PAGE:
1. A sizeable consumer driven proposition (without this any category growth proposal will flounder in the long term).
  2. The shopper behaviour change that needs to occur to drive category growth (detailing the main shopper profile groups that need to change and the prominent outlet types where this change needs to occur).
  3. Detail how this shopper behaviour change will enable the retailer to achieve their bespoke stated objectives (e.g. size of prize, market share, shopper profile growth, traffic growth etc).
  4. Explain what the supplier is going to do to ensure this retailer beneficial behaviour change is going to happen to the max. (i.e. how the supplier will invest in driving the shopper behaviour change through e.g. NPD, promotion spend, above the line advertising, investment in fixture etc).
  5. Highlight what the retailer needs to do to facilitate maximising this beneficial shopper behaviour change (e.g. promotion slots, distribution, fixture layout implementation, prominence in shopper communication tools, NPD support etc).

Develop category growth strategies (shopper behaviour change) and tactical solutions (NPD, promotions, range proposals, layout recommendations etc) that enable the retailer to achieve their stated objectives; explicitly show the retailer how the category proposals deliver against their objectives; and develop an implementation plan with the retailer to enable the required behaviour change to happen.

Philip Annets, Category Management Strategy Specialist and former IGD Category Management Trainer

Tip #8: Focus on Changing Shopper Behaviour

Be clear about the outcome you are looking for and focus on the insight that drives action. Before launching into the work think about the problem you are trying to fix. You may be responding to a customer request or maybe you have a hunch about an opportunity. Start with a hypothesis. Test it with your stakeholders to make sure there is agreement on the outcome. Then, immerse yourself in the data. Visit the POP (physically or virtually) and observe shopper behaviour. Develop your hypothesis into insights. Be ruthless with yourself. Are your insights just interesting observations? Or can they drive the shopper behavioural change that will fix the problem you have identified?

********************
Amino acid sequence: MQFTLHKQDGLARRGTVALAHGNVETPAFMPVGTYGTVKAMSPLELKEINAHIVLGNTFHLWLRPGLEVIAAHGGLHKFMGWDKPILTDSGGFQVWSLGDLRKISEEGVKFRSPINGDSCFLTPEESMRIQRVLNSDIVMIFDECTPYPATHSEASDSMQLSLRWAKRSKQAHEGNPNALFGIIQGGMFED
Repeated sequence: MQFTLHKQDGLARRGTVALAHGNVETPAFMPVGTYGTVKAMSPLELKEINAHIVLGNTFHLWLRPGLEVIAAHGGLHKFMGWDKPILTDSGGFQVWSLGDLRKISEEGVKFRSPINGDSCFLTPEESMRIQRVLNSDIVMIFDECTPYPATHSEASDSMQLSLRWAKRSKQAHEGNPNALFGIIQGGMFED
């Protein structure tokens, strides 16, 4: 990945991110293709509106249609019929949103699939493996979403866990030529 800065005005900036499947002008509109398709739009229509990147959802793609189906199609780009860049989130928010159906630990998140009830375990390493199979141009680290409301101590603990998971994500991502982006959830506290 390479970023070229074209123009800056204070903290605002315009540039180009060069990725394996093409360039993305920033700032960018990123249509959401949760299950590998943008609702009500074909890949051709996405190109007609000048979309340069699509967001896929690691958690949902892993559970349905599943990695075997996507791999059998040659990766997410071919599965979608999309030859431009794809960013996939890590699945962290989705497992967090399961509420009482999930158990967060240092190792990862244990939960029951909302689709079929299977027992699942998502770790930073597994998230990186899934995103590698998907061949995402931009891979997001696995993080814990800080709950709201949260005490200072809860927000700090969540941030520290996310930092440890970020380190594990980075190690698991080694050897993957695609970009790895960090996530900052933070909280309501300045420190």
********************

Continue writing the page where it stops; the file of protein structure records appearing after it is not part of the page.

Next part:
Afshin Amirahmadi, MD, Arla Foods UK

Category Manager Skills Tips: The following are reserved and waiting to be added

  1. Be curious about the world around you.  Getting your head OUT of the data and looking for new and interesting sources of insight is so powerful.  Food trends from restaurants, fashion or technology changes from bloggers, retail concepts from other markets, winning executions from other categories.  This all helps ensure a true strategic lens can be applied to your plans and will add value to your offer as a category manager.   Suggested Action:  Identify sources of info that can bring a new perspective, key bloggers and influencers.  Go to trade shows and walk the floor with an open mind….  Cost £0-100
  2. Try to imagine walking in your (retail) customers shoes and take the time to ask lots of questions about them.  What are they trying to deliver?  What role will your category play?  How can you help best?  You won’t always be perfectly aligned but it certainly helps to know where the opportunities lie.  Suggested Action: Prepare a list of open questions for your next conversation with your customer.  Listen to their answers and don’t try to solve in the moment.  Reflect and come back with your thoughts on how you can help.  Cost £0
  3. Test and learn – try stuff, be prepared to fail as often as you succeed, but measure things properly and objectively to ensure you learn as you go.  Suggested Action:  Build a relationship with your local store and encourage them to help you try your ideas out.  A proof of concept even if in one store can help you learn and take things to a proper scale trial.   Cost £0-????.

Andy Page, Confectionery Category Development Lead, Mondelez


For further Category Manager skills tips and information, you can take a look at our Ultimate Guide to Category Management and our Category Management YouTube Channel. Also, check out our award-winning blog to see more Category Management tips and articles.

Darren A. Smith

About Darren A. Smith

Darren has been working in the world of UK Supermarkets and Suppliers for over 20 years. He began his career as a buyer at one of the big 4 UK supermarkets and after rising through the ranks he decided to leave after 13 years and set-up Making Business Matter.For the last 14 years he has run MBM, which is a training provider to the UK grocery industry. Helping suppliers to the big four supermarkets to develop the soft skills that will secure them more profitable wins.